Some of you may be surprised to hear that there are still people who believe the earth is flat, rather than a sphere. If you search for “flat earth map” or “flat earth disc,” you will see that Earth is actually shaped more like a thick plate than a ball. Now, I am sure this school of thought is made up of at least as many trolls and comedians as there are genuine adherents, but that doesn’t diminish the fun of thinking through the how’s and why’s of a Truman or Matrix world, where reality is not quite what it seems. And sure, there are plenty of articles and YouTube videos debunking various aspects of the theory, but there was one point I was curious to explore on my own: the Sun.
According to Flat Earth Wiki, the sun is 32 miles in diameter and 3,000 miles away from the surface of a flat Earth, as opposed to 432,288 miles across and nearly 93 million miles from a spherical Earth. This same reference, along with many others, reveal that day and night are the result of a spotlight effect, created by the Sun circling around the Equator, shining light on one part of the map in the day and another part at night. The question that came to mind for me, and I have yet to see addressed from either side, is this: “If the Sun were circling above a flat Earth, wouldn’t we be able to see it in the distance even if it were on the other side of the planet?”
On a sunny day, clouds would not obstruct our view, but perhaps obstacles such as mountains could hide the Sun from us. Well, I set out to discover the answer to my questions, which meant it was time for an experiment. My plan was simple: find a small flashlight, measure its diameter, and setup an area to scale that would represent the distance from Equator to Equator on opposite sides of the Earth. Then, my beautiful assistant (AKA my wife) would suspend the light pointing straight downward over the Equator on one end, and place an observer looking up from the ground on the other. In this case, the observer would be an upside-down iPhone camera to get as close to the ground as I could. Here are the measurements I used:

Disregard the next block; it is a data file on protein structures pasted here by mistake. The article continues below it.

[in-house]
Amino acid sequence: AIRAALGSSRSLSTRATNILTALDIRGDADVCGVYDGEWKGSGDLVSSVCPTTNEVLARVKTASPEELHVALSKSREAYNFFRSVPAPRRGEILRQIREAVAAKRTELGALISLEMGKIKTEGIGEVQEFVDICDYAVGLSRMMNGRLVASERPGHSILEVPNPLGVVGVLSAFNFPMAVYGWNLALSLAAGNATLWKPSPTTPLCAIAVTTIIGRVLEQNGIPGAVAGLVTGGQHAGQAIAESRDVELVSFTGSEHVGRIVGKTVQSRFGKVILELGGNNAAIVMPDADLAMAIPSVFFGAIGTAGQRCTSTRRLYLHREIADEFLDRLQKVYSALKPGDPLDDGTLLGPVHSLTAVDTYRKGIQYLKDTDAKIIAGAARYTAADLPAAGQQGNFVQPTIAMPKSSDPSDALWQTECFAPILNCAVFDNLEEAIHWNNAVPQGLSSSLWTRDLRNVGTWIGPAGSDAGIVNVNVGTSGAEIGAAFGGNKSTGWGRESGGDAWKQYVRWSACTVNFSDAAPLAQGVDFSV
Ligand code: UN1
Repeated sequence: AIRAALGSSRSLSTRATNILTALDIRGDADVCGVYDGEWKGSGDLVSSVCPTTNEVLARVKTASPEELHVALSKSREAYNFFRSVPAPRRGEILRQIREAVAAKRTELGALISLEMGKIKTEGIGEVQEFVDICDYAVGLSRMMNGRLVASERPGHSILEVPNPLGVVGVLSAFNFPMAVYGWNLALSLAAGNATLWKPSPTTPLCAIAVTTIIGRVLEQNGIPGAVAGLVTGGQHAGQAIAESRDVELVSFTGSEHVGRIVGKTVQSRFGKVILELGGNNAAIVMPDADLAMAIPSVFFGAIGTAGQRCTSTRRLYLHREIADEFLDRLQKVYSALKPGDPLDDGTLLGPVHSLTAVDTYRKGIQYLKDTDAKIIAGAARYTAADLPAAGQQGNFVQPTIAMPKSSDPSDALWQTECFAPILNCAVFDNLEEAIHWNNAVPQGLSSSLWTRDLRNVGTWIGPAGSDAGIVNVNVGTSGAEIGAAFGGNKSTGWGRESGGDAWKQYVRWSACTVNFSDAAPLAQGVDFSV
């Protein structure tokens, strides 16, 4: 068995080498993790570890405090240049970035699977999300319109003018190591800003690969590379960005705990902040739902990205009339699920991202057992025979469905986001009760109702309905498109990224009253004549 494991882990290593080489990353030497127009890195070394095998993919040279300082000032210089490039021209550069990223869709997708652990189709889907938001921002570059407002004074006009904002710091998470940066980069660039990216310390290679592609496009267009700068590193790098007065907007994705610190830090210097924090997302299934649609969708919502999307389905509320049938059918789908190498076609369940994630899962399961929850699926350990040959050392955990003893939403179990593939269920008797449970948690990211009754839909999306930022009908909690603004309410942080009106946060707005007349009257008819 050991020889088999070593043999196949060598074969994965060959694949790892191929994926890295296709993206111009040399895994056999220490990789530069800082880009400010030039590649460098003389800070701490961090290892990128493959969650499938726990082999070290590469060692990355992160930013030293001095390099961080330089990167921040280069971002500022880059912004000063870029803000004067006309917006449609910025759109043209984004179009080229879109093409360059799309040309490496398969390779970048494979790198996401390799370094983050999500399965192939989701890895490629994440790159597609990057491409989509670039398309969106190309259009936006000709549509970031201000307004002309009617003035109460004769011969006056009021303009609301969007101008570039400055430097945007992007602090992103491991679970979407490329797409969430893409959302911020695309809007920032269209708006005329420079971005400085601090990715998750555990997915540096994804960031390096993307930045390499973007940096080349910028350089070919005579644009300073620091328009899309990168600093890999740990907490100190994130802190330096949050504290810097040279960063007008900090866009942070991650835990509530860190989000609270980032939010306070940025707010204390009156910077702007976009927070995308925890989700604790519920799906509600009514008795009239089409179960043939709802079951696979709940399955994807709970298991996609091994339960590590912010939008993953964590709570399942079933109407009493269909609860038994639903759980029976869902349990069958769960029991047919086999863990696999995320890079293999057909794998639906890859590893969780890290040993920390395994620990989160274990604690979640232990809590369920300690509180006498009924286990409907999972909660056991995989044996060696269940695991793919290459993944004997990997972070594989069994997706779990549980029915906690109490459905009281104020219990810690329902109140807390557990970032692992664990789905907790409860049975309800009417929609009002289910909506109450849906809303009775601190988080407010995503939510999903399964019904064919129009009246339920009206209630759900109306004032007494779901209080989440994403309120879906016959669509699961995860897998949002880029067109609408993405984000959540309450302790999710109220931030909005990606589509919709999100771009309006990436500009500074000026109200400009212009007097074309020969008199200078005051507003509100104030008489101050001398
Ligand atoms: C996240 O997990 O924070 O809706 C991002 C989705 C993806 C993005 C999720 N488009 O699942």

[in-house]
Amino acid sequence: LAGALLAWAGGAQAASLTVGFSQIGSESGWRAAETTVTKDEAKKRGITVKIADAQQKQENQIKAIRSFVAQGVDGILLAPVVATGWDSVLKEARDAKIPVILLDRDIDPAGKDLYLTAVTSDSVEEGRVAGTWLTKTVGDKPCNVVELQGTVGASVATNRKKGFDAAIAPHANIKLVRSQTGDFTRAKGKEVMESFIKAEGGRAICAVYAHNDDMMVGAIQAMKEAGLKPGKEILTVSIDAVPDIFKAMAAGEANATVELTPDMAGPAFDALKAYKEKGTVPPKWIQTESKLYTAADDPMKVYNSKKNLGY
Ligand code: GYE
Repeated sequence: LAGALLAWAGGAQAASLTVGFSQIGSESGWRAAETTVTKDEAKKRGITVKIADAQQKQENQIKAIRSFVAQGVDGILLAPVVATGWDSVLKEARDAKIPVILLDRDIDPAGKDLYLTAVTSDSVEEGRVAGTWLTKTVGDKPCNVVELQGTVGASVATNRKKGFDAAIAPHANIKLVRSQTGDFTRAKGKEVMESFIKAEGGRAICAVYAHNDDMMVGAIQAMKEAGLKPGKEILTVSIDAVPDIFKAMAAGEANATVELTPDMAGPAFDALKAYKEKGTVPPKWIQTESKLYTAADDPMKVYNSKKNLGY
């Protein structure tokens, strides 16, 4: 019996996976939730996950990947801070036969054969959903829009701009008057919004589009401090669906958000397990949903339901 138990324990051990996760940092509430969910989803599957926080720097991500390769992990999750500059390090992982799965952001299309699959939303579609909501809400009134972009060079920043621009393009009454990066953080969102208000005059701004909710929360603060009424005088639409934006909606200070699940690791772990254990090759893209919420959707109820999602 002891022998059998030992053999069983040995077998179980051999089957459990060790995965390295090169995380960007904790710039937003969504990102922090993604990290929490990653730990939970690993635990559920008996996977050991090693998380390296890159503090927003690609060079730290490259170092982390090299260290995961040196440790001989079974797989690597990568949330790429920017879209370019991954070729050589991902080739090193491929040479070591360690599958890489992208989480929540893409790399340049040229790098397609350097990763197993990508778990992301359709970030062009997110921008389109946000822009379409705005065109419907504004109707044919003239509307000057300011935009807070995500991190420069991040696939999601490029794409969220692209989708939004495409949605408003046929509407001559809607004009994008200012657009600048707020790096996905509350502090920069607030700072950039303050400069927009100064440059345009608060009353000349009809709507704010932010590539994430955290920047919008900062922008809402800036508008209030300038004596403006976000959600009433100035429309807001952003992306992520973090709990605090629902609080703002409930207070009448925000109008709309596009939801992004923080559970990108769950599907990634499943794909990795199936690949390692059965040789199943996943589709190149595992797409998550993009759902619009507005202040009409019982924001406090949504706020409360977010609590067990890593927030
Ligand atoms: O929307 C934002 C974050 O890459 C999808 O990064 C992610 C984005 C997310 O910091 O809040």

|Property||Full size measurements||Scaled|
|Diameter of the Sun||32 miles||2.5 centimeters|
|Distance to the Sun||3,000 miles||7.689 feet|
|Diameter of the Equator||12,500 miles||32.039 feet|
|Highest Point of Mt. Everest||29,035 feet||.169 inches|
(The radius of the Equator can be found on the Flat Earth Society Wiki. Note that I set the light a little lower and further away, which would theoretically work in the flat Earth theory’s favor.)
And here is a rough diagram of the experiment’s setup:
You will note that there is an obstacle more than twice the height of Mount Everest intentionally blocking the observer. This is because 1.) I wanted to try and view the Sun from the worst possible location, and 2.) I was having trouble finding something that was exactly .169 inches tall to act as Mount Everest. As a side note, it’s really cool to start picturing geographic landmarks on this scale. Anyway, this setup should give us an idea of what we would see if we were standing in the shadow of a giant mountain on the Equator in the middle of the night, looking north across the Earth.
I had a few ideas of what to expect. Maybe the obstacle would block the observer’s view of the Sun. Perhaps the light would be so small and dim at this distance that it would not be visible. Maybe I would at least see the beam of light directing downward from the flashlight. With all these questions rolling around, I turned off the lights in the house, set the iPhone in its location, angled up toward the sky, and snapped a picture. Here is what I saw:
That pale little circle in the bottom half of the photo? Yeah, that’s the flashlight… Or, the Sun, rather. I don’t know enough about optics and light to explain why the downward-facing spotlight produced a circular image, but I do know the light was facing straight down. I was actually pretty amazed. The photo almost has an outer space beauty to it.
So, what does this tell us? Well, only so much. This wasn’t performed in a controlled environment with unbiased witnesses, and the measurements aren’t perfect. But, I think this demonstrates that the Sun is simply too “high” and large (and not to mention far more intense than this little flashlight), whether you accept a flat Earth or a spherical Earth, not to be seen from one side of the planet to the other if it were simply rotating around a flat surface. I am quite confident you could push that light much further back and even lower and it would still be visible from the opposite side of the Equator. Don’t believe me? Give it a try. I created this calculator with jscalc.io to help scale your setup.
There are of course many other aspects of the flat Earth theory, but plenty of people on both sides of the argument have already gone into great detail on those. This experiment was more about having fun and putting an idea to the test. I’m not really interested in a flat Earth debate, but I am curious to hear ideas for an improved experiment, other more technical explanations of my observations, or your own observations. Have a thought or idea, please share!